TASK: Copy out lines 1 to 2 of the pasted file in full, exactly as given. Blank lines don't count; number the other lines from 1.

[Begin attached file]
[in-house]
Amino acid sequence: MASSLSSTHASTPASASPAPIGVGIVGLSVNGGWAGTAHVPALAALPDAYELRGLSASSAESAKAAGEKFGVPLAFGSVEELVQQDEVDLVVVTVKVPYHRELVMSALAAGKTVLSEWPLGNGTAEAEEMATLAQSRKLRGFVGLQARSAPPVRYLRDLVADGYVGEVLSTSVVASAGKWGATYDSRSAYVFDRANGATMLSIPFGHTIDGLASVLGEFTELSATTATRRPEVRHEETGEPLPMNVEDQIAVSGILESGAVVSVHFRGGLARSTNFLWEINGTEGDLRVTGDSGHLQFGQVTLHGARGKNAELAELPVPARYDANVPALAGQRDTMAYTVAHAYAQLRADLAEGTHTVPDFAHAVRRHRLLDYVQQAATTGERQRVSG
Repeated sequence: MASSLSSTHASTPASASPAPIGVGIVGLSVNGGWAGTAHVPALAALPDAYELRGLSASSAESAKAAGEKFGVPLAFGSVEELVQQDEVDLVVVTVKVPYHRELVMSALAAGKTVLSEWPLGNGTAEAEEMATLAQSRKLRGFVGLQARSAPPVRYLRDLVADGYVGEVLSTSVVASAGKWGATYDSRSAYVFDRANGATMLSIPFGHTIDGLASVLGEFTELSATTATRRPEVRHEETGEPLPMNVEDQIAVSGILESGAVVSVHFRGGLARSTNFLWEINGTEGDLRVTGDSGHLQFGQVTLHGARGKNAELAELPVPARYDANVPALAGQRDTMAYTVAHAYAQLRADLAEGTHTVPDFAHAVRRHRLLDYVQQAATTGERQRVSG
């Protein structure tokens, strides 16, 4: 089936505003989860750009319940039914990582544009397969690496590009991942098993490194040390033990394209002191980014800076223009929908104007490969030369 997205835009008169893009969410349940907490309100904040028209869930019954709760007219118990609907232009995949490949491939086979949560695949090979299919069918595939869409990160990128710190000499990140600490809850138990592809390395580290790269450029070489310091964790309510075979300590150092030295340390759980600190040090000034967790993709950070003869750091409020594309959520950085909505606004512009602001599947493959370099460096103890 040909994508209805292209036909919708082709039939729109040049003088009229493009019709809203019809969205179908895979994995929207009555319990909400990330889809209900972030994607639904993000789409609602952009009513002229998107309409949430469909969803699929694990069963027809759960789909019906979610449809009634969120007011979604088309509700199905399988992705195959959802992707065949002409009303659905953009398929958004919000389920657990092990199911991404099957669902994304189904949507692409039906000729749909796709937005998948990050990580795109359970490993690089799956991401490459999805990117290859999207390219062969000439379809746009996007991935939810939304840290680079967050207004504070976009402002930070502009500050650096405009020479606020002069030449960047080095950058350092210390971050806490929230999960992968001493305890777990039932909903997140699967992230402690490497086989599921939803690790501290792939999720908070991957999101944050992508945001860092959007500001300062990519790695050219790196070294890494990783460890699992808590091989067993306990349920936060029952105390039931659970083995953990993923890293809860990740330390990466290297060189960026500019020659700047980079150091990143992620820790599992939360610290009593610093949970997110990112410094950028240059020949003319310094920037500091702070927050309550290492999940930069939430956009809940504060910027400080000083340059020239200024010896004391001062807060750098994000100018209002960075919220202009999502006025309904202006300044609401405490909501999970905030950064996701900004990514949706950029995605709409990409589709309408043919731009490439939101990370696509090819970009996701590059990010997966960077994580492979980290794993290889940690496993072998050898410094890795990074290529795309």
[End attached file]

[in-house]
Amino acid sequence: MASSLSSTHASTPASASPAPIGVGIVGLSVNGGWAGTAHVPALAALPDAYELRGLSASSAESAKAAGEKFGVPLAFGSVEELVQQDEVDLVVVTVKVPYHRELVMSALAAGKTVLSEWPLGNGTAEAEEMATLAQSRKLRGFVGLQARSAPPVRYLRDLVADGYVGEVLSTSVVASAGKWGATYDSRSAYVFDRANGATMLSIPFGHTIDGLASVLGEFTELSATTATRRPEVRHEETGEPLPMNVEDQIAVSGILESGAVVSVHFRGGLARSTNFLWEINGTEGDLRVTGDSGHLQFGQVTLHGARGKNAELAELPVPARYDANVPALAGQRDTMAYTVAHAYAQLRADLAEGTHTVPDFAHAVRRHRLLDYVQQAATTGERQRVSG